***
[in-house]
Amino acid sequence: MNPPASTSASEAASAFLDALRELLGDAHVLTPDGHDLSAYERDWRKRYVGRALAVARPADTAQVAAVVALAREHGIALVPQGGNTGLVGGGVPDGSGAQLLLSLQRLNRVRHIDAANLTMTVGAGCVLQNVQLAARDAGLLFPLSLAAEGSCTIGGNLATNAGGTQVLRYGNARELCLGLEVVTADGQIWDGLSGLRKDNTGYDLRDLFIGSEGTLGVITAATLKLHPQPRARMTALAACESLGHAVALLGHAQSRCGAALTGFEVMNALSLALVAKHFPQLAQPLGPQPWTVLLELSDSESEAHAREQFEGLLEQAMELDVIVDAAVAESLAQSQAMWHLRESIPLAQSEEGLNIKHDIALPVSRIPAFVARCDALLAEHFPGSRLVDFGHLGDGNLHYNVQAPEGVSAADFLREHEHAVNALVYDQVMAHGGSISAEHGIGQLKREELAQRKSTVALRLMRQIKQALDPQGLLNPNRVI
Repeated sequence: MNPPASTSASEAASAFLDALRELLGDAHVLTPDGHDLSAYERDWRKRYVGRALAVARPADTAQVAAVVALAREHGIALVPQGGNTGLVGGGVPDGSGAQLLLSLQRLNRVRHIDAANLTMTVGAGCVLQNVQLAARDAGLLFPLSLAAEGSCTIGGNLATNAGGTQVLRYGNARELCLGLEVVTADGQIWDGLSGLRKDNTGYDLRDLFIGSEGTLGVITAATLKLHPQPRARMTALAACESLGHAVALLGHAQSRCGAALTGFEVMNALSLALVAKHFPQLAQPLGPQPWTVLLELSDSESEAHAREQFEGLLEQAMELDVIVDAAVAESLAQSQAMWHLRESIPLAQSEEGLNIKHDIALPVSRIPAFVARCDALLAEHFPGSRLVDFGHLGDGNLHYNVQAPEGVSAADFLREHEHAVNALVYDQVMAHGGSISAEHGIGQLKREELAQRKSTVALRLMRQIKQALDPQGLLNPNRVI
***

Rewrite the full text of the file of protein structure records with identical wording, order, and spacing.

[in-house]
Amino acid sequence: MNPPASTSASEAASAFLDALRELLGDAHVLTPDGHDLSAYERDWRKRYVGRALAVARPADTAQVAAVVALAREHGIALVPQGGNTGLVGGGVPDGSGAQLLLSLQRLNRVRHIDAANLTMTVGAGCVLQNVQLAARDAGLLFPLSLAAEGSCTIGGNLATNAGGTQVLRYGNARELCLGLEVVTADGQIWDGLSGLRKDNTGYDLRDLFIGSEGTLGVITAATLKLHPQPRARMTALAACESLGHAVALLGHAQSRCGAALTGFEVMNALSLALVAKHFPQLAQPLGPQPWTVLLELSDSESEAHAREQFEGLLEQAMELDVIVDAAVAESLAQSQAMWHLRESIPLAQSEEGLNIKHDIALPVSRIPAFVARCDALLAEHFPGSRLVDFGHLGDGNLHYNVQAPEGVSAADFLREHEHAVNALVYDQVMAHGGSISAEHGIGQLKREELAQRKSTVALRLMRQIKQALDPQGLLNPNRVI
Repeated sequence: MNPPASTSASEAASAFLDALRELLGDAHVLTPDGHDLSAYERDWRKRYVGRALAVARPADTAQVAAVVALAREHGIALVPQGGNTGLVGGGVPDGSGAQLLLSLQRLNRVRHIDAANLTMTVGAGCVLQNVQLAARDAGLLFPLSLAAEGSCTIGGNLATNAGGTQVLRYGNARELCLGLEVVTADGQIWDGLSGLRKDNTGYDLRDLFIGSEGTLGVITAATLKLHPQPRARMTALAACESLGHAVALLGHAQSRCGAALTGFEVMNALSLALVAKHFPQLAQPLGPQPWTVLLELSDSESEAHAREQFEGLLEQAMELDVIVDAAVAESLAQSQAMWHLRESIPLAQSEEGLNIKHDIALPVSRIPAFVARCDALLAEHFPGSRLVDFGHLGDGNLHYNVQAPEGVSAADFLREHEHAVNALVYDQVMAHGGSISAEHGIGQLKREELAQRKSTVALRLMRQIKQALDPQGLLNPNRVI